I’m not sure this can be put to verse. It may end up being prose. Or perhaps prosery. As long as it’s not “poser-y”, I guess I can live with it. “Part 1” was a lame limerick; perhaps I’ll bookend the trilogy with a hobbled haiku. It’s all still art. Right?
Look at all those holes…
That’s the art.
That’s at the heart
durchbrochene Arbeit is a term that helped bring my wife and I together 26 years ago, in a masters level music theory class. It’s a term we both still repeat every time we listen to Brahms’ Ein Deutsch Requiem. Every. Single. Time. For the purpose of music theory, the term refers to a musical phrase that is begun with one instrument and then passed off to another. In the Brahms’ requiem, it happens All. Over. The. Place, as Professor Johnson quickly and persistently noted. Not just in Brahms, though. It’s ubiquitous, from Bach to Bernstein and beyond. Literally everywhere you look. Or listen.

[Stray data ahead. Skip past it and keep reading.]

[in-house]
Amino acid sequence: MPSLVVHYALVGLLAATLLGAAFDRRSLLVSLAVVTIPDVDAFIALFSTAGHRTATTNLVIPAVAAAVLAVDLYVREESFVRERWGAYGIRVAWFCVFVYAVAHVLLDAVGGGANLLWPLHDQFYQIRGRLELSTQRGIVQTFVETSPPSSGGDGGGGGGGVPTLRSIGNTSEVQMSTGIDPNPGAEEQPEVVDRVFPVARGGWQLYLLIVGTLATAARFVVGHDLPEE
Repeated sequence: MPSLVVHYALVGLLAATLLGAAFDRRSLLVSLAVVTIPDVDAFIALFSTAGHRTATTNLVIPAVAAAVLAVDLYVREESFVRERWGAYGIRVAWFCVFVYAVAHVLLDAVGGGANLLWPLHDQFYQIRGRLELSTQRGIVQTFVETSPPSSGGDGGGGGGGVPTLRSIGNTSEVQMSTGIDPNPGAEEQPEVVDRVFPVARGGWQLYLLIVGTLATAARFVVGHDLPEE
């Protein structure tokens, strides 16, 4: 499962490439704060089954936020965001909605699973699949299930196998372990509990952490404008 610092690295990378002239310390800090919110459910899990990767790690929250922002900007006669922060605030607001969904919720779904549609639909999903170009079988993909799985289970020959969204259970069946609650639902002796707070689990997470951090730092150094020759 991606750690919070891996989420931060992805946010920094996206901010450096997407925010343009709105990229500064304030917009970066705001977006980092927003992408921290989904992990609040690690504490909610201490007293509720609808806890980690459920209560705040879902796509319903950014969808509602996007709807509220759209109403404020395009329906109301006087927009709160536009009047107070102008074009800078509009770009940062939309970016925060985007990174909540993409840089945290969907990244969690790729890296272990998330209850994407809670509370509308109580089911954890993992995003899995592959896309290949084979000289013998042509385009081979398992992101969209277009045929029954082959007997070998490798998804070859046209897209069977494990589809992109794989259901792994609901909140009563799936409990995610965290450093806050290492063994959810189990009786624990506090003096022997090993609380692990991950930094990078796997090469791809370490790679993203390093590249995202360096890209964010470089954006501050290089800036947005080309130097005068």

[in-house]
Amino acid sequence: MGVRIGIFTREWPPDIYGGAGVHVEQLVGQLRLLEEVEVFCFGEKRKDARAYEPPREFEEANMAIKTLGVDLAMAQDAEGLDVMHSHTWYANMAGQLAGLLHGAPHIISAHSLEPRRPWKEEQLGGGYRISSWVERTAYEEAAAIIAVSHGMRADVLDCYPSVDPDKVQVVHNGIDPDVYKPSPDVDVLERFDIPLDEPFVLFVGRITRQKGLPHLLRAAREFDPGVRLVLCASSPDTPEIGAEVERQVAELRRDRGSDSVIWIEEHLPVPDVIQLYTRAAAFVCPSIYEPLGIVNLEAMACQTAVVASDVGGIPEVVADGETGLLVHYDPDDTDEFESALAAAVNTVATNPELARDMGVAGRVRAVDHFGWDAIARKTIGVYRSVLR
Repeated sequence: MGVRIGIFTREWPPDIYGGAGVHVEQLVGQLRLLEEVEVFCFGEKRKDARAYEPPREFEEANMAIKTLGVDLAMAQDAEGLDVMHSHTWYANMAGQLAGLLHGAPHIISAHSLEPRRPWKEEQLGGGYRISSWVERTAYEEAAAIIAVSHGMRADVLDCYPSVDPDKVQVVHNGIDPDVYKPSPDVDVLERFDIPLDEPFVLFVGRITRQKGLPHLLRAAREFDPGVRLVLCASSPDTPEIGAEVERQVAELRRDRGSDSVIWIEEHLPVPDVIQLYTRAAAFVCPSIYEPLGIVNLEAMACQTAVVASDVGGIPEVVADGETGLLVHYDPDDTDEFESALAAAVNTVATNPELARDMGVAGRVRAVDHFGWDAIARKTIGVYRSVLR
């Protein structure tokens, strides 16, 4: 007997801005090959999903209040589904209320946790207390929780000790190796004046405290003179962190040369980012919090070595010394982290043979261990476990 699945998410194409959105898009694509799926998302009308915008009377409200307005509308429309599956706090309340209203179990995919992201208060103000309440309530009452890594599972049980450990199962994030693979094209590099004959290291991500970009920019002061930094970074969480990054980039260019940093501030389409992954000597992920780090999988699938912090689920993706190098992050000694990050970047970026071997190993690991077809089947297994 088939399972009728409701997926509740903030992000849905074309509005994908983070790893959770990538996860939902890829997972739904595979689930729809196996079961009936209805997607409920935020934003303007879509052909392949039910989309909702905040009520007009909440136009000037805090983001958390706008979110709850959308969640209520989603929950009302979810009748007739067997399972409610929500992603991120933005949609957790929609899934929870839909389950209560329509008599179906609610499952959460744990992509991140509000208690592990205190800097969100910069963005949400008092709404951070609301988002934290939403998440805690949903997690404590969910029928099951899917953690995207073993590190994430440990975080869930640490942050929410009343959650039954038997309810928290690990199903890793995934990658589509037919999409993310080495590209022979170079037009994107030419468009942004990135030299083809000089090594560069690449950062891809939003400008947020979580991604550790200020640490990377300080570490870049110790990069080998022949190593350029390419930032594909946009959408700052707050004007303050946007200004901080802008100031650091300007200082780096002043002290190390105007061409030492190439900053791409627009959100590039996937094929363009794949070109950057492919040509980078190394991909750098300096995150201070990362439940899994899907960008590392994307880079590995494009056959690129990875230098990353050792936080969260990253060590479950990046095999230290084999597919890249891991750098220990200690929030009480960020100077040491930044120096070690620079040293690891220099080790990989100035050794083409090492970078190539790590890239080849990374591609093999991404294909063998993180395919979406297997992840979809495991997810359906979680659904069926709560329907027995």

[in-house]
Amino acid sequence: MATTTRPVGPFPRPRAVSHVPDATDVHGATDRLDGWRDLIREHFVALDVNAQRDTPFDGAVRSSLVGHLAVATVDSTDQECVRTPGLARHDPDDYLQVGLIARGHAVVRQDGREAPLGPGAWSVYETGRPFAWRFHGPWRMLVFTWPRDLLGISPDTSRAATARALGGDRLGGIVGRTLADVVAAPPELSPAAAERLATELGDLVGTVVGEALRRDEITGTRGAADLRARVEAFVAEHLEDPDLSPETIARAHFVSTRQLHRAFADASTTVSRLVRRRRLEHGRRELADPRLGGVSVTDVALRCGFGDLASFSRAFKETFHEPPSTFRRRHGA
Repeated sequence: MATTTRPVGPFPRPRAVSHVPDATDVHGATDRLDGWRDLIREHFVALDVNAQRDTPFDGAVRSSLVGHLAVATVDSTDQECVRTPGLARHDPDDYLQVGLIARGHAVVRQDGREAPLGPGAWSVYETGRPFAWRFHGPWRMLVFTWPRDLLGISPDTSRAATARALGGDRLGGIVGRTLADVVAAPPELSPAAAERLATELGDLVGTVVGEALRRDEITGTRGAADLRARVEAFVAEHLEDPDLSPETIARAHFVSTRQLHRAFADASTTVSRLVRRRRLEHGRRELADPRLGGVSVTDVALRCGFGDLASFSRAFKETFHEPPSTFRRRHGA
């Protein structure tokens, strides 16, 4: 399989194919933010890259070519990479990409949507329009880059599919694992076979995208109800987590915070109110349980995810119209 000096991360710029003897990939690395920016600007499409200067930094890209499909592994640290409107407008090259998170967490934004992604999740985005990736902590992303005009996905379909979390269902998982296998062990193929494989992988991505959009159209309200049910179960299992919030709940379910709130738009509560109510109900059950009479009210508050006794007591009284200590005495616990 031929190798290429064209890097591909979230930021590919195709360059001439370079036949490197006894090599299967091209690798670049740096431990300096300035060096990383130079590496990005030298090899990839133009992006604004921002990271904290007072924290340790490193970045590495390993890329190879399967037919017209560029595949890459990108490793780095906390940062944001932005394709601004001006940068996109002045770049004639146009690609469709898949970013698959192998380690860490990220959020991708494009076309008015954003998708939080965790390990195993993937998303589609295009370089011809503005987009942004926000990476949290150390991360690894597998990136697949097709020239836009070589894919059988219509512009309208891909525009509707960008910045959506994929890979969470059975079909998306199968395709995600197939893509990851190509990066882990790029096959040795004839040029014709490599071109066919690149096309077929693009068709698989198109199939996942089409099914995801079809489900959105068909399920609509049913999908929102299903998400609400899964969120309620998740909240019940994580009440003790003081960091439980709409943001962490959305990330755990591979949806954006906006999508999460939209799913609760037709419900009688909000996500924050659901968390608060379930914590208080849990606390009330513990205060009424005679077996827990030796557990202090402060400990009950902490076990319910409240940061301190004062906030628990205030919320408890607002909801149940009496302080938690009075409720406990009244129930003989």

My very limited German language knowledge told me that Arbeit was “work”. I made an assumption based on context that durchbrochen had something to do with “broken”. I was yesterday days old when I learned otherwise.
The word translates as “openwork“, as in the ceramic pictured above, but the term is also used in knitting, crochet, lace work, architecture, woodwork, jewelry design, and, as noted – music.
If you take the German apart further, the literal translation is “pierced through”.
But that, I’m afraid, is misleading. It puts the focus in the wrong place.
That’s the point.
Not the holes, the gaps, the piercings.
The beauty, the art, and the heart
lie in the materials connecting the spaces.
I chuckled when I put the whole translation together, durchbrochene Arbeit thus being “openwork work”.
Redundant, I thought.
Or it all falls apart.
Don’t focus on the holes.
If you don’t see it.
If you don’t hear it.
Look and Listen